The trains seem to be getting more reliable, going by their performance in the first quarter of this year, though some lines are faring worse than others.
From January through March, trains on the MRT network collectively covered 354,000km between delays of more than five minutes, the Land Transport Authority (LTA) said yesterday.
This puts the system on track to meet its reliability targets. In March, Transport Minister Khaw Boon Wan had spelt these out as covering 300,000 train-km between delays of five minutes or more.
But it will require some serious catching up to perform as well as Hong Kong's Mass Transit Railway, which hit more than 855,600 train-km between delays during the first quarter of this year.
Still, the MRT's latest showing is a clear improvement from the first quarter of last year, when only 159,000 train-km were covered between delays of over five minutes.
Number of kilometres the MRT network collectively covered between delays of more than five minutes.
LTA deputy chief executive for infrastructure and development Chua Chong Kheng stressed that the MRT's achievement was just for the first three months of the year.
"We want to sustain this, and if possible, do even better," he said.
The Downtown Line had the best performance, hitting 1,033,000 train-km between delays.
The worst-performing was the 30-year-old East-West Line, which clocked only 215,000 train-km between delays.
In the first three months of this year, there was only one service delay of more than 30 minutes for the entire MRT network - and this was on the East-West Line.
The figure did not, however, take into account incidents where trains continued to run, even if slowly, such as in the case of a signalling fault on the North-South Line in February that caused morning peak-hour commuters to face an extra 30 minutes of travel time.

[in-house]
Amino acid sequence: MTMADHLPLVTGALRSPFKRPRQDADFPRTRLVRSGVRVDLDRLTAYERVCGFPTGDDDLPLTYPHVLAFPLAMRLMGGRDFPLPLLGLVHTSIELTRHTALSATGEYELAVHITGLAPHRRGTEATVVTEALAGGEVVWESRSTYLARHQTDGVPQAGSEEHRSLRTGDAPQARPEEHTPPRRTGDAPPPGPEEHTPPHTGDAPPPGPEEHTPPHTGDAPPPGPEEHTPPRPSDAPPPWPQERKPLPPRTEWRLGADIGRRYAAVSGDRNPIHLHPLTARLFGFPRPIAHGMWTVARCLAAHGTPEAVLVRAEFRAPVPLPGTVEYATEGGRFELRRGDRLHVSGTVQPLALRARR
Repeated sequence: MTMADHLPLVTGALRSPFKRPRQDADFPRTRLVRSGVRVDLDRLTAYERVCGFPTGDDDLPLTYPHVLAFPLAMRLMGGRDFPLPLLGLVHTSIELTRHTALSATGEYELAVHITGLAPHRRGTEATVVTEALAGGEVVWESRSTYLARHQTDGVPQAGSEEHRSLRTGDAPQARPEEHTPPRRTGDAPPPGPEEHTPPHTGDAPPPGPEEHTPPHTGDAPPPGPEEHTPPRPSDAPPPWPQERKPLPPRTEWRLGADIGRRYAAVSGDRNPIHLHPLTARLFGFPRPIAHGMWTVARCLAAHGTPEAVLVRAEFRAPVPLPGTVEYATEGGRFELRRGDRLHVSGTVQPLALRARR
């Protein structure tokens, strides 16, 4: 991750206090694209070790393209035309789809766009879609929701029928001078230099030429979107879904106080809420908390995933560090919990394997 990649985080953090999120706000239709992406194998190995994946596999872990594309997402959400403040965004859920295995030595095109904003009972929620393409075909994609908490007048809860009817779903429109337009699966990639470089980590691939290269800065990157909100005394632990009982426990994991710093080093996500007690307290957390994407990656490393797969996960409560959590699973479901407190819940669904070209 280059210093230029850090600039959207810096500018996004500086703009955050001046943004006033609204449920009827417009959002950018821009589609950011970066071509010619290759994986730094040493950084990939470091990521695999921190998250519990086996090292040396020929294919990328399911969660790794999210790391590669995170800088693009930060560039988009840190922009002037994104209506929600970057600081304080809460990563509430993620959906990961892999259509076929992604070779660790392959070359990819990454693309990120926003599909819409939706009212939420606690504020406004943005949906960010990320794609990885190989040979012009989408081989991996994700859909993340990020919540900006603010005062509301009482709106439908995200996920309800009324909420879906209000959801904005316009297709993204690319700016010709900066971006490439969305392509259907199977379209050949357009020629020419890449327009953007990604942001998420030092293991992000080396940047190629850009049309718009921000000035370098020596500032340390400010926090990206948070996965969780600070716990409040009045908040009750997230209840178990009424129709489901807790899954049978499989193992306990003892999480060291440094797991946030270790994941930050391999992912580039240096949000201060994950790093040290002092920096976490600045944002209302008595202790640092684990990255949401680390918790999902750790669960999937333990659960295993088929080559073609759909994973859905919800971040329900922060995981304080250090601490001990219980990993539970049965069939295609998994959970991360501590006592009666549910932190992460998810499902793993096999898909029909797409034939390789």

The Bukit Panjang and Sengkang- Punggol LRT lines each had two delays of more than half an hour.
Mr Chua was optimistic that rail reliability targets could be achieved, despite delays on the Downtown Line earlier this month, found to be caused by water seepage damaging electronic components of a screen door at the Botanic Gardens station.
As most of Singapore's rail lines are underground, water seepage is an issue that rail operators will have to "continue to deal with", he said.
Nonetheless, National University of Singapore transport researcher Lee Der-Horng said: "The MRT has performed much better than expected."
Singapore Institute of Technology assistant professor Zhou Yi said the move towards predictive maintenance by the LTA and rail operators could improve reliability further.
The LTA also announced that it will be conducting full-day trials of the new signalling system for the North-South Line on weekdays from next week, in addition to the full-day Sunday trials, which began on April 16.
Mr Chua said some teething problems had been identified and were being fixed.
Meanwhile, the LTA said the replacement of the third rail on the North-South and East-West lines is more than 95 per cent complete. The third rail supplies power to trains.
Tenders have also been called to upgrade the power system on the North-South and East-West lines to include condition monitoring tools for better fault detection and identification. This could be awarded by early next year, though the project could take five years to complete.